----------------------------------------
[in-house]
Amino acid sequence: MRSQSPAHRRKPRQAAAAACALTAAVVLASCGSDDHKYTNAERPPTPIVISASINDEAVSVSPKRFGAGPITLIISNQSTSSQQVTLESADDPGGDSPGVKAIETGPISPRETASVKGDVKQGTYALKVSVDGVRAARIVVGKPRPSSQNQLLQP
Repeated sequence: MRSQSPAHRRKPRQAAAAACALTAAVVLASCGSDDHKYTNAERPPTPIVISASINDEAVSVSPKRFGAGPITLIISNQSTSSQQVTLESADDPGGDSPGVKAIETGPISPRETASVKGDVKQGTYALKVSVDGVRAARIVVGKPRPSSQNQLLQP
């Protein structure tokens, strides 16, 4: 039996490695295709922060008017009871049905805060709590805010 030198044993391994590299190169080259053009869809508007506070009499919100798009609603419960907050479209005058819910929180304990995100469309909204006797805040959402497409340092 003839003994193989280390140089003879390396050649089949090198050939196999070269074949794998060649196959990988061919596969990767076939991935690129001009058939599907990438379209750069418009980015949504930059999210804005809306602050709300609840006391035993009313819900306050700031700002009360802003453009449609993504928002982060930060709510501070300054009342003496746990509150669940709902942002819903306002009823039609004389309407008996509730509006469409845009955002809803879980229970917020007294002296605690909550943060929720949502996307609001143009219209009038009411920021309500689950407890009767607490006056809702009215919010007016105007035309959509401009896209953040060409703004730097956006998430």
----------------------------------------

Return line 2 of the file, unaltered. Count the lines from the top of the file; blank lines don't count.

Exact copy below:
Amino acid sequence: MRSQSPAHRRKPRQAAAAACALTAAVVLASCGSDDHKYTNAERPPTPIVISASINDEAVSVSPKRFGAGPITLIISNQSTSSQQVTLESADDPGGDSPGVKAIETGPISPRETASVKGDVKQGTYALKVSVDGVRAARIVVGKPRPSSQNQLLQP